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This book provides a comparative study of contract law, examining the interaction of common law and civil law approaches to contract law.
Drawing extensively upon English, French and European law, the book explores how the law of contract of Jersey, Channel Islands, has been influenced by both civil law and common law sources.
It is argued that this jurisdiction is a striking example of comparative law in action, given that the contract law is made up of a blend of common law and civil law approaches, with the law premised upon a subjective approach to contracts, in which civil law concepts such as cause (rather than consideration) and vices de consentement are the foundational aspects, but which is nonetheless highly influenced by the common law in areas such as remedies (damages, termination etc).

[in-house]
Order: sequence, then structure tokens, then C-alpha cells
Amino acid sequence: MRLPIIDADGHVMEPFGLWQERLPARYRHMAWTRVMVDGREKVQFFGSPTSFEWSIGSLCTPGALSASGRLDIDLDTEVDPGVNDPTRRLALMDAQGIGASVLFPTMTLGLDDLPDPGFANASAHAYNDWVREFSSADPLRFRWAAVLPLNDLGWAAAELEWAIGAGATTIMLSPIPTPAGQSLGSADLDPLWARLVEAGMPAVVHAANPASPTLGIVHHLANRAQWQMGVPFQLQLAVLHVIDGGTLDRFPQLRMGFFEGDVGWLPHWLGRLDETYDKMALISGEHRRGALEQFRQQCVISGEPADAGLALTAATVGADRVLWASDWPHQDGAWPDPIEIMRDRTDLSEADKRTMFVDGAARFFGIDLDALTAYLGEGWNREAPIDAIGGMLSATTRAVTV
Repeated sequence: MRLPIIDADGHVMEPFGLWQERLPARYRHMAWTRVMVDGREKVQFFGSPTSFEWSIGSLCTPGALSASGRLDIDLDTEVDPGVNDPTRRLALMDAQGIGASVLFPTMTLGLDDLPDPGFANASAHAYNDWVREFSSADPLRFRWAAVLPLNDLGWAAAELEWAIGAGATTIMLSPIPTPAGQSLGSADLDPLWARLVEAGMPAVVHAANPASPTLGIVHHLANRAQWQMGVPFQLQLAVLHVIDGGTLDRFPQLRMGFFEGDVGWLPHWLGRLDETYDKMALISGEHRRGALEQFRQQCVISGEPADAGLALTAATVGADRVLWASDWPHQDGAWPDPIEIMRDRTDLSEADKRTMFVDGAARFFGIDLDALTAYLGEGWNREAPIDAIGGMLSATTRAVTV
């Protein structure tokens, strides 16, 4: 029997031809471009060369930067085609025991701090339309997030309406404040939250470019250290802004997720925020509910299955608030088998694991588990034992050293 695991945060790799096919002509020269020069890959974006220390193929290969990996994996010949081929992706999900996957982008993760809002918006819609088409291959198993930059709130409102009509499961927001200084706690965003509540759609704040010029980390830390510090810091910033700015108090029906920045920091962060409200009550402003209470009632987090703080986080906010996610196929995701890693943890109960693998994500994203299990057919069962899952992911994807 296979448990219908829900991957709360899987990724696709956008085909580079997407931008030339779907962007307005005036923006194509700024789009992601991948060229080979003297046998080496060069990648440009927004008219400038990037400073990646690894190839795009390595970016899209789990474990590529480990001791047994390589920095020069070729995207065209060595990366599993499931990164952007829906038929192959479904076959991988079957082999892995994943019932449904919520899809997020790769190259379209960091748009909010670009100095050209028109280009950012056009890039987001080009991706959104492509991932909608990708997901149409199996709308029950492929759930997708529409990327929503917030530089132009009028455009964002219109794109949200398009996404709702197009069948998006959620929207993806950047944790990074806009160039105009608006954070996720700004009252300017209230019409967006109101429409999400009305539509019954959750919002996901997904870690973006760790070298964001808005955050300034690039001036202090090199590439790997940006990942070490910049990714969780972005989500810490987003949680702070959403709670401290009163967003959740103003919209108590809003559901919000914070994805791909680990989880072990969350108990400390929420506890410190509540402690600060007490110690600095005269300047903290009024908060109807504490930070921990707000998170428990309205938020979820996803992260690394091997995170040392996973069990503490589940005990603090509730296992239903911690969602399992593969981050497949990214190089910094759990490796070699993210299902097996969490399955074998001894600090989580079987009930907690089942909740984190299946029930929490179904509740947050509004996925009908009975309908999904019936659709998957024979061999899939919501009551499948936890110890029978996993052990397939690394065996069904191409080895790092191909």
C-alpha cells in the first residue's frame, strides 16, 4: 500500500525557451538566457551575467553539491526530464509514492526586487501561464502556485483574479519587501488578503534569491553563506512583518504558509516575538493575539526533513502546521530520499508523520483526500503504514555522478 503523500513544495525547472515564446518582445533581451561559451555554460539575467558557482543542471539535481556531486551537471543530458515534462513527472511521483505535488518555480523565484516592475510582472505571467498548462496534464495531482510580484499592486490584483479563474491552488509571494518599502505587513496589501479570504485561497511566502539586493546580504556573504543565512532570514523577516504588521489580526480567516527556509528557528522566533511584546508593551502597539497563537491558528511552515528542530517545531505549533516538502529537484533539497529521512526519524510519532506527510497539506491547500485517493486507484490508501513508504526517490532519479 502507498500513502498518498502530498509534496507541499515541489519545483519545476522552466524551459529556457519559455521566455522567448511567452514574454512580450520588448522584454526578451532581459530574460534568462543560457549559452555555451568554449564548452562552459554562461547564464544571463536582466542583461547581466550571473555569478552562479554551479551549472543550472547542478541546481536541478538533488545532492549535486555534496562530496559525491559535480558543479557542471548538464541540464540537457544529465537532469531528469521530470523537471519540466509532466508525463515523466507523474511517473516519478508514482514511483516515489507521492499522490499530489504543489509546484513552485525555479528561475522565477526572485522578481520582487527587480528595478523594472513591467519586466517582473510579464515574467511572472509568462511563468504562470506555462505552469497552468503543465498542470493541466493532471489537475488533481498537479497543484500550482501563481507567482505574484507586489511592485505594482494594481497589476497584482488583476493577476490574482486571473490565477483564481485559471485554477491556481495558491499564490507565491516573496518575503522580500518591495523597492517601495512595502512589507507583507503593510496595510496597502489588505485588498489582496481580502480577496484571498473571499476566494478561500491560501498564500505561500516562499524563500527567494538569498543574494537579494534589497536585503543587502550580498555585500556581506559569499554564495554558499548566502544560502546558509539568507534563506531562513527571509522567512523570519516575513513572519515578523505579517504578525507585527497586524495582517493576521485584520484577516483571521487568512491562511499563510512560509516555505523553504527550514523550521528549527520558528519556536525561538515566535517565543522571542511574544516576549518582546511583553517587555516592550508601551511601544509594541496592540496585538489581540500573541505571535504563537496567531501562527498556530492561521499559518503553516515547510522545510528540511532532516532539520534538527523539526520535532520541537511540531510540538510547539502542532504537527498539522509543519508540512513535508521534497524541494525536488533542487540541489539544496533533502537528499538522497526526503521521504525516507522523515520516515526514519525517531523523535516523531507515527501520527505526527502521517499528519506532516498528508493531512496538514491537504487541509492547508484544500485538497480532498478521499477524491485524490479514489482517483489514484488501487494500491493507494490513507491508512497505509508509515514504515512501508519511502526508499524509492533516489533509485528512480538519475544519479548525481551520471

The book analyses a series of key issues from a comparative and European perspective, including principles underlying contract law (comparing and contrasting civil and common law approaches), the formation of contract, requirements of reciprocity (cause vs consideration), structure and approach of pre-contractual liability, role of good faith in a mixed system, the architecture of remedies and more.